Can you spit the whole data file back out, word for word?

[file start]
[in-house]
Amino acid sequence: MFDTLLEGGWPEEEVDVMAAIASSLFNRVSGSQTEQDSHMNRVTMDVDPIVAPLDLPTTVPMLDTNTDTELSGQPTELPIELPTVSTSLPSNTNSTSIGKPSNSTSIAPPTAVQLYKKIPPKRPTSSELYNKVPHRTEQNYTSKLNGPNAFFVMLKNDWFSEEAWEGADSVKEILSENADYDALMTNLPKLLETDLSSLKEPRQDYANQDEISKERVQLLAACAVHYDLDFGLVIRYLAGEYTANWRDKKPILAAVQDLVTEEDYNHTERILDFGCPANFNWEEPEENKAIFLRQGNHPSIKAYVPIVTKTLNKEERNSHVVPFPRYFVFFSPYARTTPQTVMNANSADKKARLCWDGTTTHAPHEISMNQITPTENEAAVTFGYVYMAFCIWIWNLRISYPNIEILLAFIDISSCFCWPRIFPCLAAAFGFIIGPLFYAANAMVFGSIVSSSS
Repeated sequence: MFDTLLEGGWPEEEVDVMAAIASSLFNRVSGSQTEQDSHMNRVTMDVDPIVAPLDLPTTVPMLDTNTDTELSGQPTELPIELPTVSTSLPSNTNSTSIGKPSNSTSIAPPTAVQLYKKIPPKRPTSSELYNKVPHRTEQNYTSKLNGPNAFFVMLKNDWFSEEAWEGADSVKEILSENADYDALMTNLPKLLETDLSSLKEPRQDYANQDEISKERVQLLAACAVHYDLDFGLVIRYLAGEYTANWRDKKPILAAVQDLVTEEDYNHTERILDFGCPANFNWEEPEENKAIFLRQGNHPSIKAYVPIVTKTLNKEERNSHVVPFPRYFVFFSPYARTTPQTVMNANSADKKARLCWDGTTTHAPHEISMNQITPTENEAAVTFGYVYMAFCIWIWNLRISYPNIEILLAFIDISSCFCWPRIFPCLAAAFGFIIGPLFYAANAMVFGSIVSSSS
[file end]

[in-house]
Amino acid sequence: MFDTLLEGGWPEEEVDVMAAIASSLFNRVSGSQTEQDSHMNRVTMDVDPIVAPLDLPTTVPMLDTNTDTELSGQPTELPIELPTVSTSLPSNTNSTSIGKPSNSTSIAPPTAVQLYKKIPPKRPTSSELYNKVPHRTEQNYTSKLNGPNAFFVMLKNDWFSEEAWEGADSVKEILSENADYDALMTNLPKLLETDLSSLKEPRQDYANQDEISKERVQLLAACAVHYDLDFGLVIRYLAGEYTANWRDKKPILAAVQDLVTEEDYNHTERILDFGCPANFNWEEPEENKAIFLRQGNHPSIKAYVPIVTKTLNKEERNSHVVPFPRYFVFFSPYARTTPQTVMNANSADKKARLCWDGTTTHAPHEISMNQITPTENEAAVTFGYVYMAFCIWIWNLRISYPNIEILLAFIDISSCFCWPRIFPCLAAAFGFIIGPLFYAANAMVFGSIVSSSS
Repeated sequence: MFDTLLEGGWPEEEVDVMAAIASSLFNRVSGSQTEQDSHMNRVTMDVDPIVAPLDLPTTVPMLDTNTDTELSGQPTELPIELPTVSTSLPSNTNSTSIGKPSNSTSIAPPTAVQLYKKIPPKRPTSSELYNKVPHRTEQNYTSKLNGPNAFFVMLKNDWFSEEAWEGADSVKEILSENADYDALMTNLPKLLETDLSSLKEPRQDYANQDEISKERVQLLAACAVHYDLDFGLVIRYLAGEYTANWRDKKPILAAVQDLVTEEDYNHTERILDFGCPANFNWEEPEENKAIFLRQGNHPSIKAYVPIVTKTLNKEERNSHVVPFPRYFVFFSPYARTTPQTVMNANSADKKARLCWDGTTTHAPHEISMNQITPTENEAAVTFGYVYMAFCIWIWNLRISYPNIEILLAFIDISSCFCWPRIFPCLAAAFGFIIGPLFYAANAMVFGSIVSSSS